Updated Aug.27,2007 07:18 KST

After 40 Years, Japan Achieves Warship Dream
Last Thursday, as hundreds of guests watched, a naval vessel with a large flight deck reminiscent of a light aircraft carrier was launched at the IHI Marine United shipyard in Yokohama, Japan.

The 13,500-ton vessel Hyuga, a helicopter-carrying destroyer for the Japan Maritime Self-Defense Force, made its magnificent presence known to the public for the first time. The name comes from an Imperial Navy warship that saw action in World War II. The original Hyuga was a battleship, but toward the end of the war it was modified into a unique aircraft-carrying battleship that could load some 20 fighters. The new Hyuga-class vessel meanwhile can carry several choppers and is mainly tasked with chasing and destroying enemy submarines.

Despite minimal attention from the Korean press, the launch of the Hyuga is worth noting for several reasons. First, the Hyuga, which is also known as 16DDH, is Japan's largest warship since World War II, and it's the Maritime Self-Defense Force's first warship greater than 10,000-tons. The Hyuga is also equipped with a state-of-the-art radar system, likened to a mini Japanese version of the Aegis system. The radar can cover all directions around the clock just as the Aegis does.

What's most noteworthy about the vessel is the debate over what exactly it is. Japan officially calls it a helicopter-carrying destroyer, claiming it is neither a light aircraft carrier nor a helicopter carrier. But many Korean and foreign media outlets are calling it Japan's first post-war helicopter carrier or light aircraft carrier. Japan plans to operate four to six of the ships, each with a hangar and deck for up to 11 choppers. Four SH-60 anti-submarine helicopters can lift off from the Hyuga flight deck at the same time. It doesn't carry vertical takeoff and landing aircraft, and is not equipped with the special "ski jump" decks needed for fixed-wing jets to take off.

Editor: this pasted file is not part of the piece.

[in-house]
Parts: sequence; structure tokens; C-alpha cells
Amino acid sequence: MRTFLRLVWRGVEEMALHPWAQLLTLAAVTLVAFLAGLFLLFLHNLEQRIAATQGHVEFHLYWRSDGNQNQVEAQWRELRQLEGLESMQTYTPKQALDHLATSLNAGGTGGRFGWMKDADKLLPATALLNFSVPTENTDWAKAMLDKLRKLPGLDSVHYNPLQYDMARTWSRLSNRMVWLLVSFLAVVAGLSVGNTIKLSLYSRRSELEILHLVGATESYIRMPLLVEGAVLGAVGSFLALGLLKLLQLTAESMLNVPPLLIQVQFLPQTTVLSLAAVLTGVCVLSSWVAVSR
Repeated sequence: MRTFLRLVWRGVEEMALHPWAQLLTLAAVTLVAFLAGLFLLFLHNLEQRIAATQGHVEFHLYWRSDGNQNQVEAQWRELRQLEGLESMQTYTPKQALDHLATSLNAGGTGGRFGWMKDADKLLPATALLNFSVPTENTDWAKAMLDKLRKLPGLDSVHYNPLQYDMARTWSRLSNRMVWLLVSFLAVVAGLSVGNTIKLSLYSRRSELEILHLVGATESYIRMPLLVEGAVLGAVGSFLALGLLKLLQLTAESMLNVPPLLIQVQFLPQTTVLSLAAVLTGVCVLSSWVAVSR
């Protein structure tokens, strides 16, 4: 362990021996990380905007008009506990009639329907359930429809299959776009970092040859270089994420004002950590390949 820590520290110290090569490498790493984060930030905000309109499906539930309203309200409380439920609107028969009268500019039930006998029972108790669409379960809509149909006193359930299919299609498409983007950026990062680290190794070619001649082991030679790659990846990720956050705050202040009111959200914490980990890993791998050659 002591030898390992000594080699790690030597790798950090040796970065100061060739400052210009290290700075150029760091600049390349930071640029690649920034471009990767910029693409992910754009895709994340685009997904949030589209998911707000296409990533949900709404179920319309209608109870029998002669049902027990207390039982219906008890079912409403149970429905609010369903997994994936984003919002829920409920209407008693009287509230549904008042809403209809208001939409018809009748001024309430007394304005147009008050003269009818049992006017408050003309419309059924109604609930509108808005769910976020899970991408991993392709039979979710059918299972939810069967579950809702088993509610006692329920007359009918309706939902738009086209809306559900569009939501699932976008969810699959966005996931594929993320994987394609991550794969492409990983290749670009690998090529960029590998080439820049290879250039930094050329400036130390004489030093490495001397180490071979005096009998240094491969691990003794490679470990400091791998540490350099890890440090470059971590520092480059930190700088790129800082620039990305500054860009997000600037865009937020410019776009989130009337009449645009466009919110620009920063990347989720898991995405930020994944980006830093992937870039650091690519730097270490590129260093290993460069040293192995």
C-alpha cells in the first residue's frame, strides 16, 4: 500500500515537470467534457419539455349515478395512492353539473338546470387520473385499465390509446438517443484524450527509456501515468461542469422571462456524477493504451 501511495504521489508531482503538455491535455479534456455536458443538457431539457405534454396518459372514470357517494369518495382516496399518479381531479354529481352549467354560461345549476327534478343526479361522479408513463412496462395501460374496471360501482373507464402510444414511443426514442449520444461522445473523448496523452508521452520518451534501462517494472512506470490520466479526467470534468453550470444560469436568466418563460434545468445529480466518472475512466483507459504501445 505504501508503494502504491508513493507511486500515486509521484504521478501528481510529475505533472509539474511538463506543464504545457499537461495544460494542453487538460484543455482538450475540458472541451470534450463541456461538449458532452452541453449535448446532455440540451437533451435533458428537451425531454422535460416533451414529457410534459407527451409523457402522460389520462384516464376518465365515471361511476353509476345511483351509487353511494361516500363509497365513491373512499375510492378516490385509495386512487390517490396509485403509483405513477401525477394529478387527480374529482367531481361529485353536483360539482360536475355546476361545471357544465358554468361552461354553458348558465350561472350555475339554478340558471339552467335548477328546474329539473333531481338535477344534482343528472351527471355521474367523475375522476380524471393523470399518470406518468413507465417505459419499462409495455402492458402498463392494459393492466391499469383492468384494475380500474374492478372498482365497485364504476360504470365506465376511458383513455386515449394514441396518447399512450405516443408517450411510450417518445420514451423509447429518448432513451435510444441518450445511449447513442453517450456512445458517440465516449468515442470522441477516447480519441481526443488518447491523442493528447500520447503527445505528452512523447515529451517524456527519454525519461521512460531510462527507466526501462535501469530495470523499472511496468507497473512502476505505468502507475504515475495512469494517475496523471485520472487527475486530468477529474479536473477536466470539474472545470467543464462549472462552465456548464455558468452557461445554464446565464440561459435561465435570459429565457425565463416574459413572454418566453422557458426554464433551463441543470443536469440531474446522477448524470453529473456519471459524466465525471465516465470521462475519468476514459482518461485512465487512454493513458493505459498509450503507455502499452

Experts point out that the Hyuga is not a light aircraft carrier for now, but it can still serve as a helicopter carrier. In contrast to Japan's Haruna-class helicopter destroyer, which carries only three choppers, the Hyuga can carry nearly four times as many, greatly improving the Maritime Self-Defense Force's helicopter operation capabilities. The Hyuga is much larger than the 8,900-ton Oosumi-class vessels, a large landing ship that prompted a public outcry that it could be rebuilt into a light aircraft carrier. The Hyuga can also function as a flagship commanding a fleet and as a disaster rescue command station.

Also worth noting is that the launch of the Hyuga has laid the foundation for the Maritime Self-Defense Force to achieve its long-cherished desire to possess an aircraft carrier. Despite Japan's defeat in World War II, the Maritime Self-Defense Force long had a dream of operating an aircraft carrier. During the peak Cold-War years in the 1960s, it wanted to build a 10,000-ton anti-submarine helicopter carrier with a large flight deck. America's military advisory group approved the idea, and Japan pushed to build it with partial funding from the U.S. Seething public opinion and a lack of budget saw the plan scrapped. Haruna and Shirane helicopter-carrying destroyers were built instead, and now as they begin to age the Hyuga has been launched to replace them.

So now Japan's dream of building a helicopter carrier has come true after some 40 years of twists and turns. The Hyuga-class ships are clearly important vessels to pay attention to.

This column was contributed by Yu Yong-weon, the Chosun Ilbo's senior reporter for military affairs.